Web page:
Earlier this month, an appellate court issued a written opinion in a Florida nursing home negligence case dealing with the validity of an arbitration agreement that was signed by the plaintiff on behalf of her deceased husband. The case required the court to determine whether the court or the arbitration panel named in the agreement should determine whether certain clauses contained in the arbitration agreement were severable from the rest of the contract. Ultimately, the court concluded that the severability of the clauses was properly before the court because the arbitration agreement contained no “delegation” clause.
Arbitration Agreements Generally
When someone is injured due to the alleged negligence of another person or business, the injured person has a right to file a personal injury case against the party they believe to be responsible for their injuries. The same is true for the loss of a loved one. However, the right to file a claim in a court of law can be waived through an agreement to submit the claim to arbitration.
Arbitration is an informal, although still legally binding, way of resolving disputes between parties. Normally, arbitration is requested by a company prior to providing services. Commonly, arbitration agreements arise in the context of nursing home pre-admission contracts, whereby the resident agrees to submit any claim for damages to arbitration, rather than filing a personal injury case in a court of law.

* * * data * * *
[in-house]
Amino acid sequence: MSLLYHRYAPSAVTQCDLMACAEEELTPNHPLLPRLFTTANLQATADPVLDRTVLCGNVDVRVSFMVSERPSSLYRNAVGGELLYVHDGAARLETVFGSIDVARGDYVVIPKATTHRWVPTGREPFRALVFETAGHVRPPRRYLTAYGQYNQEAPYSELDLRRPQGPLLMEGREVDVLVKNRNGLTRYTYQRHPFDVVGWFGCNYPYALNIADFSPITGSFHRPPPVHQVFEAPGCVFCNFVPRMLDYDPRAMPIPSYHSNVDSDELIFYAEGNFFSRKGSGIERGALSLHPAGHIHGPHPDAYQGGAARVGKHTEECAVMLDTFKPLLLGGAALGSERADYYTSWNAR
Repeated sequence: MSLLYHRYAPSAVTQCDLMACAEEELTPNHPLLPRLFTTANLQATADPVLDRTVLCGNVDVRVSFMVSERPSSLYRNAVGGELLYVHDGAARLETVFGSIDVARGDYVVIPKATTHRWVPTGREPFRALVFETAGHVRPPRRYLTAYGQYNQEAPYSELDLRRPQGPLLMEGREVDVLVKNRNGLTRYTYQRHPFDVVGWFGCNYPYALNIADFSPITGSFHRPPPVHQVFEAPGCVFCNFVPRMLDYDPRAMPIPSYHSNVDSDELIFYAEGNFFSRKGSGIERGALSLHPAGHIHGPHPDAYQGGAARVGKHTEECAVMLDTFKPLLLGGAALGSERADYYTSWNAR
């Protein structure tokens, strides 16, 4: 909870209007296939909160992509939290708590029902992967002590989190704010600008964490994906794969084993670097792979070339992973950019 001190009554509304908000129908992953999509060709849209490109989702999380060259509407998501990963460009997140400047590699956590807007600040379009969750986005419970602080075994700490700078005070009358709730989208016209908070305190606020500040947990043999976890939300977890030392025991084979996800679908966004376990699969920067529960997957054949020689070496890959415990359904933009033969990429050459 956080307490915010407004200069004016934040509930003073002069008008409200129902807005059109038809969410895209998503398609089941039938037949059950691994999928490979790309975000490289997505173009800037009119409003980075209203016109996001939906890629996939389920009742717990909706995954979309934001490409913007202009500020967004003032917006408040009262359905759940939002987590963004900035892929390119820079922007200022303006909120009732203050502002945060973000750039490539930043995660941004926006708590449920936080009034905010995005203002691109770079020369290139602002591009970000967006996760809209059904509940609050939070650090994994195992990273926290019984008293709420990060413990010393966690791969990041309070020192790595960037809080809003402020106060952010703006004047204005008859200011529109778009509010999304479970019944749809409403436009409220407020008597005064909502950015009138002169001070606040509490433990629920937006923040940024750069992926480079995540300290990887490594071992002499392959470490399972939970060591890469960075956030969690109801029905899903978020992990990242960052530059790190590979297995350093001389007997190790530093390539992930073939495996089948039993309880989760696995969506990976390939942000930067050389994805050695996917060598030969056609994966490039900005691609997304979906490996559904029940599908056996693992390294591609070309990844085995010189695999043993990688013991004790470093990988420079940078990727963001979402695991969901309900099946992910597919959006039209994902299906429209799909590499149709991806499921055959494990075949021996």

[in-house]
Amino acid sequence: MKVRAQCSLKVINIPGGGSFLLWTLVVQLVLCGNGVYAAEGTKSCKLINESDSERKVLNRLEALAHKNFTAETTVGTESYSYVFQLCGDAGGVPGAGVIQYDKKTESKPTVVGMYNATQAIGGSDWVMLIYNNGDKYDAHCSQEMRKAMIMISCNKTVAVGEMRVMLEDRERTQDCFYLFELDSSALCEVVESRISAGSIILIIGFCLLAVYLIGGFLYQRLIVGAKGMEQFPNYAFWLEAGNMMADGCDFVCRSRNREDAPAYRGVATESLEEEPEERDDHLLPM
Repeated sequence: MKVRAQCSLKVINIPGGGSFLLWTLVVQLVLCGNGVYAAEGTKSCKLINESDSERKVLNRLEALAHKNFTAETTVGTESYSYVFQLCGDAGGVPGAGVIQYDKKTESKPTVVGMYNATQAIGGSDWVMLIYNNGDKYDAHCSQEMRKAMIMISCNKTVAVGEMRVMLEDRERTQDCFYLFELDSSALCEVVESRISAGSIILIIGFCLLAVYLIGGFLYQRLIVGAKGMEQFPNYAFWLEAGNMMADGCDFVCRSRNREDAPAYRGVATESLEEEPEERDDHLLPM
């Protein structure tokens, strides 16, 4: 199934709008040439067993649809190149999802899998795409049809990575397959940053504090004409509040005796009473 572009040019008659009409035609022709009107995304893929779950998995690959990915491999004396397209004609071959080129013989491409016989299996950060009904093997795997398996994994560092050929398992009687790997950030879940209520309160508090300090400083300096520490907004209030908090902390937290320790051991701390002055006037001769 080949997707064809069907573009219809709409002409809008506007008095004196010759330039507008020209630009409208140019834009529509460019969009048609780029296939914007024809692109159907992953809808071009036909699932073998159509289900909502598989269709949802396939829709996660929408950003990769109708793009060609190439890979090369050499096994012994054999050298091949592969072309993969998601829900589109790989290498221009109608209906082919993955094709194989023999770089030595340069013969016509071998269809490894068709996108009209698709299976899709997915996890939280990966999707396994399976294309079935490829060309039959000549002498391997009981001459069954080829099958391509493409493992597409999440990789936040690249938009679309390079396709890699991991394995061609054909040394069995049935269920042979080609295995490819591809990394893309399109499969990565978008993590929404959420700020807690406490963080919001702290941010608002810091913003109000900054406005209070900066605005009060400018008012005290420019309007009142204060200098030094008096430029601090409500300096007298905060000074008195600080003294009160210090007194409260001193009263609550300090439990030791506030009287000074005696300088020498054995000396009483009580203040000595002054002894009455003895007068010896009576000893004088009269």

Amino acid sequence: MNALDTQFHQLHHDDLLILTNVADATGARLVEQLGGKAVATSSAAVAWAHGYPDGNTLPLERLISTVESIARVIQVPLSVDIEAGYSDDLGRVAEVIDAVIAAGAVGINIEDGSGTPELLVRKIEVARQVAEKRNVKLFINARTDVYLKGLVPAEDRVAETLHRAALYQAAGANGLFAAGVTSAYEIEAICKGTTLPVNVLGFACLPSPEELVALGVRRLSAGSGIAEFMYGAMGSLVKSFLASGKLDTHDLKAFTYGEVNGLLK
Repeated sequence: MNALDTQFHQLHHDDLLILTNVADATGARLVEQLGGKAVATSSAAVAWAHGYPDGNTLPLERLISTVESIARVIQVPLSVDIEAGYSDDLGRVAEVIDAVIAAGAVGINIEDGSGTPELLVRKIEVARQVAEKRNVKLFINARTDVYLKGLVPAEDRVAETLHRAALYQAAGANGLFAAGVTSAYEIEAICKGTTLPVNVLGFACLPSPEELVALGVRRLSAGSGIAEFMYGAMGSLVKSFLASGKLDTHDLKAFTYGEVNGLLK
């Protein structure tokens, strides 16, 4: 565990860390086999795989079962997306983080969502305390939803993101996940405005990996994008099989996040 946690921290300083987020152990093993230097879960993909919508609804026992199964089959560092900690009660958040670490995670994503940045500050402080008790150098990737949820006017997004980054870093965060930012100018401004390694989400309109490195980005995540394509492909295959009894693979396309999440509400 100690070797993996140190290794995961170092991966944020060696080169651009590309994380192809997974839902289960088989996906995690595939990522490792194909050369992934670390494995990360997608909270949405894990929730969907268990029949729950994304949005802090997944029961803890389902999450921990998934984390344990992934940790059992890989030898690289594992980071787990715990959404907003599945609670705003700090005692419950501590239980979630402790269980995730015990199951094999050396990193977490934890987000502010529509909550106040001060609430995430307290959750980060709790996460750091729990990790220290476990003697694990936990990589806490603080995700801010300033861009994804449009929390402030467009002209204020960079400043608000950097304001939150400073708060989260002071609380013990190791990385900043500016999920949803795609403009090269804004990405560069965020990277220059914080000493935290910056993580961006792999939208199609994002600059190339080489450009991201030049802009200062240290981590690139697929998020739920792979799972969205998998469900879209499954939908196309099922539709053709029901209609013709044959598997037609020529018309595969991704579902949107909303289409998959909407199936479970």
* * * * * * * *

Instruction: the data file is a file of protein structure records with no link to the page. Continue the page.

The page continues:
That being said, the right of access to the courts is an important one, and courts want to make sure that parties know what they are giving up when they sign an arbitration agreement. Thus, Florida law requires that an arbitration agreement clearly describe the rights that are being waived. Additionally, courts will not enforce arbitration contracts that violate sound public policy.
The Facts of the Case
The case was fairly straightforward. The plaintiff’s husband died while in the care of the defendant nursing home. Prior to the man’s admission into the home, the plaintiff signed an arbitration agreement on behalf of her husband. However, after her husband died, the plaintiff filed a claim in the court system, claiming that several of the clauses contained in the agreement were severable and invalid.
The nursing home failed to respond to the substance of the plaintiff’s argument and claimed that the arbitration panel should make the determination of whether the clauses were severable. However, the court disagreed, noting that there was no delegation clause providing the arbitrator with the authority to make such a decision.
The court then went on to hold that since the nursing home failed to respond to the substance of the plaintiff’s claims, the plaintiff was entitled to judgment in her favor.
Is Your Loved One at Risk?
If you have a loved one in a Florida nursing home, and you believe that they may be at risk of abuse or neglect, you should consult with the dedicated South Florida personal injury attorneys at the law firm of Cecere Santana. We represent nursing home residents and their families against abusive and neglectful nursing home employees and management. We have experience dealing with arbitration contracts and are familiar with what the nursing home must establish in order to enforce these contracts. To learn more, call 800-743-5529 to schedule a free consultation with an attorney today.
See Additional Blog Posts:
Pedestrian Bridge at Florida International University Collapses, Resulting in Six Fatalities, South Florida Injury Attorneys Blog, March 27, 2018.
Who Pays in Uber and Lyft Accidents?, Cecere Santana Injury Attorneys Blog, published March 15, 2018.